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AWOS Data Explanations

 

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  • Air Temperature is measured in degrees Celsius by a sensor located six feet off the ground. The display is also in degrees Fahrenheit
  • Dew Point temperature is the temperature, measured in degrees Celsius, at which the air is fully saturated with moisture. The display is also in degrees Fahrenheit. The dew point is a more useful measure of the moisture present, because it takes into consideration the air temperature. The amount of moisture air can hold decreases when it is cooled. As the air temperature drops there is a point at which the moisture in the air begins to condense and form fog, dew or frost. The point is the dew point.
  • Barometric Pressure is the amount of downward force exerted by the weight of the air above and is measured in inches of mercury (Hg).
  • Wind Speed is the average velocity at which the air travels over a one-minute period and is measured in nautical miles per hour (NM/H or knots). The display is in miles per hour (mph), with the knots in parentheses.
  • Peak Wind Gusts are the highest wind speeds registered over the previous 10 minutes, measured in nautical miles per hour (NM/H or knots). If no gusts are detected more than 5 NM/H faster than the average wind speed, this field is zero. The display is in miles per hour (mph), with the knots in parentheses.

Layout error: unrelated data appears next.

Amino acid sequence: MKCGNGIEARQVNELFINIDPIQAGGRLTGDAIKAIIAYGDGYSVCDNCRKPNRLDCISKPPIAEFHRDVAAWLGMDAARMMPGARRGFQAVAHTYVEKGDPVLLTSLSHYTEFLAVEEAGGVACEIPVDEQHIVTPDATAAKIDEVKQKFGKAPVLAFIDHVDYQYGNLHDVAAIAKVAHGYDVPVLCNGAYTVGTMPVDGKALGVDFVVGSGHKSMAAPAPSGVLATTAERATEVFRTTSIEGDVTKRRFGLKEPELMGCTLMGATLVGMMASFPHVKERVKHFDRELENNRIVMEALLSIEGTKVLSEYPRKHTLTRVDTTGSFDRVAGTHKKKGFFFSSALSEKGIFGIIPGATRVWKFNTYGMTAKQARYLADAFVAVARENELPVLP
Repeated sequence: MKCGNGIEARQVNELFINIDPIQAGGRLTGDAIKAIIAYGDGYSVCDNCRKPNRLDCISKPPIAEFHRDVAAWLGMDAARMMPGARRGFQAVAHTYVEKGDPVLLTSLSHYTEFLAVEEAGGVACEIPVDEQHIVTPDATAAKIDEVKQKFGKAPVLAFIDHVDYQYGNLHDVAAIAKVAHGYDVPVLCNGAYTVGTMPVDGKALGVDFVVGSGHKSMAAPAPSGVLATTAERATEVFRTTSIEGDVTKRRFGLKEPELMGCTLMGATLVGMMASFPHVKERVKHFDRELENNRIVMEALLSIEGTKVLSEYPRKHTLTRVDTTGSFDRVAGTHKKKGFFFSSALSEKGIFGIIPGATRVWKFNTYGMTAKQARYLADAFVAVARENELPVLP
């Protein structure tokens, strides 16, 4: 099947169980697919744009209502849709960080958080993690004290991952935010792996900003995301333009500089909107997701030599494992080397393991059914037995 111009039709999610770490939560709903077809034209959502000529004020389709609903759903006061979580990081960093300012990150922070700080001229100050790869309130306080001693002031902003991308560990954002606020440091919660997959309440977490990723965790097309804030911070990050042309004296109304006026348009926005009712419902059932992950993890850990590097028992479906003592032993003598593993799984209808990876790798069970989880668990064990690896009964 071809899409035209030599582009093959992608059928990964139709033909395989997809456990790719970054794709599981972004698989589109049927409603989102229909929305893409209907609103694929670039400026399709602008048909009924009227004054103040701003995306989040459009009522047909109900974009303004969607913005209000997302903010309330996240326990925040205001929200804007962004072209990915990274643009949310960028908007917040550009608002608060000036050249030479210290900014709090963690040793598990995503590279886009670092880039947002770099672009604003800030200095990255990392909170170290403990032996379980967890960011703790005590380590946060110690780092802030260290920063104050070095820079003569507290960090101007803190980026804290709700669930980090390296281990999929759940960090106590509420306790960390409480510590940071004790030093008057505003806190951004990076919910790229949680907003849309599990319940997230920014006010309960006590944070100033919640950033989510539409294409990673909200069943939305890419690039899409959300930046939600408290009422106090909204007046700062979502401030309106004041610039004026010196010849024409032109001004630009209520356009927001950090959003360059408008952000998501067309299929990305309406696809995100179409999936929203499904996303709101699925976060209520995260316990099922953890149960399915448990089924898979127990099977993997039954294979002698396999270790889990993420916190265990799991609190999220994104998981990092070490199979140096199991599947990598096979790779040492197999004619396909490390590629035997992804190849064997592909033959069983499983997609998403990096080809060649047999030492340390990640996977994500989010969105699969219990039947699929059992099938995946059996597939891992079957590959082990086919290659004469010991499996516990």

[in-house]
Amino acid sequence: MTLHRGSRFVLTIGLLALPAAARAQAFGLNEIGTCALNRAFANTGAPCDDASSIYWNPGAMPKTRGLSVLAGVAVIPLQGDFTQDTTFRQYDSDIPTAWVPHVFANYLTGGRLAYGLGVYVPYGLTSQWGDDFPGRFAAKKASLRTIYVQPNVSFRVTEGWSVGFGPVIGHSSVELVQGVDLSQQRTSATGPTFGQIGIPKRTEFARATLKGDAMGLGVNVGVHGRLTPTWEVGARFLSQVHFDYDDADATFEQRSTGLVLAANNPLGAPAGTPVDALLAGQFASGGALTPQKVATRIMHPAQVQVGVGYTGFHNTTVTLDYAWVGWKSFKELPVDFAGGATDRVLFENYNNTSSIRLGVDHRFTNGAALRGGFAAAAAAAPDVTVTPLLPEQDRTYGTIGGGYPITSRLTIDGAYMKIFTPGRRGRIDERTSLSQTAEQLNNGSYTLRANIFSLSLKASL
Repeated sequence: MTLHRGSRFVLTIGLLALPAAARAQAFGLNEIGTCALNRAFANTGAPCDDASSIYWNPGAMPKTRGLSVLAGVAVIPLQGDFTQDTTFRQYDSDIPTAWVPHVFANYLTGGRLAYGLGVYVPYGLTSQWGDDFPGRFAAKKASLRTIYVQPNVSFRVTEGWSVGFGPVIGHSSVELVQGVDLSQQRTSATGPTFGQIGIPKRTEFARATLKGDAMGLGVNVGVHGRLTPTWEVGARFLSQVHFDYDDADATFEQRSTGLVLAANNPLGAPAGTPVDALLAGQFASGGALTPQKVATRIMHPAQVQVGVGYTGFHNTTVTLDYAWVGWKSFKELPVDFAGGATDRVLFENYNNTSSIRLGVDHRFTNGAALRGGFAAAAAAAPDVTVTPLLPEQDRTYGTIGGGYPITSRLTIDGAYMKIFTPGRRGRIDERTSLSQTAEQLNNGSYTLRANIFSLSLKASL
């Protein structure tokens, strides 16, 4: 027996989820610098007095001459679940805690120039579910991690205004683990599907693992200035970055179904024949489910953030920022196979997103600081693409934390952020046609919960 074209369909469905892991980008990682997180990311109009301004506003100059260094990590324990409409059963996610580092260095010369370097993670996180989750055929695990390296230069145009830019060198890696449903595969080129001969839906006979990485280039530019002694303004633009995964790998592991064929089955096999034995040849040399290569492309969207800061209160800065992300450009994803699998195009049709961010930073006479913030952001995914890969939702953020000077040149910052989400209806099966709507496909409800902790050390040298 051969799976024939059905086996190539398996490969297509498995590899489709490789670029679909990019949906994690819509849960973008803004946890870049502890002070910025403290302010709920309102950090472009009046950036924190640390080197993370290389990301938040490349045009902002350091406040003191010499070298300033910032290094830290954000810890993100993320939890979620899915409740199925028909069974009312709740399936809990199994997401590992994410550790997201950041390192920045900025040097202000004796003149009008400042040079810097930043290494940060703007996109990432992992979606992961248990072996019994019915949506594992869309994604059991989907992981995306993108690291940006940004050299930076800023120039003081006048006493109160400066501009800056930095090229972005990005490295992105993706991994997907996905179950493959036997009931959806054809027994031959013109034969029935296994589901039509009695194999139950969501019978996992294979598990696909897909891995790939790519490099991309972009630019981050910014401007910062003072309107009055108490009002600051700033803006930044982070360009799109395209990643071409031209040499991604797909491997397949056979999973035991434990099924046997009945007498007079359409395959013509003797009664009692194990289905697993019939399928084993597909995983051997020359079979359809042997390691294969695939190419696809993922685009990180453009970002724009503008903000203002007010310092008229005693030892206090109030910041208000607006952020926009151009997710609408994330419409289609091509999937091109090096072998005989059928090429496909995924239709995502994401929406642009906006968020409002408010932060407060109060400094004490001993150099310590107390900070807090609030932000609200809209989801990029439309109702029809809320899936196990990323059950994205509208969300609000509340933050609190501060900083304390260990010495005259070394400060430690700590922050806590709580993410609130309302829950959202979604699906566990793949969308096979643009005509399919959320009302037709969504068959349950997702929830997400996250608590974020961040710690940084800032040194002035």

• Wind Direction is the average direction from which the wind is coming and is measured in degrees from north. The display is given as an alphabetic code denoting the direction, with degrees from north in parentheses.
  • Visibility is the distance a person can see with normal vision, and is measured in statute miles.
  • 1st Cloud Layer is the height, in feet, above the earth's surface of the lowest layer of clouds or obscuring phenomena that is reported as "broken", "overcast", or "obscuration", and not classified as "thin" or "partial".
  • 2nd Cloud Layer is the 2nd layer of clouds above the earth's surface.
  • 3rd Cloud Layer is the 3rd layer of clouds above the earth's surface.
  • Density Altitude is the altitude in the International Standard Atmosphere that has the same air density as the air being evaluated. The altitude is displayed in feet, when 1000 feet is greater than the field elevation, and is computed from the temperature, dew point, altitude and barometric pressure.
  • Variable Wind Directions are the span of direction from which the wind is coming. The directions are given as the span of degrees from true north.
  • Variable Visibility is the lowest and highest value of prevailing visibility during a given observation period. If the prevailing visibility rapidly increases and decreases by 1/2 statute mile or more during the time of the observation, and the prevailing visibility is less than 3 miles, the visibility is considered to be variable.
  • Day/Night is the determination of whether it is day or night on the ground at the airport. This determination is made by an ambient light sensor.
  • Thunderstorm and Precipitation Identification identifies if there is a thunderstorm within the vicinity of the airport and the type of precipitation.
  • Thunderstorm Remarks includes other pertinent information about the storm, including the presence and direction of lightning.

 

 

 

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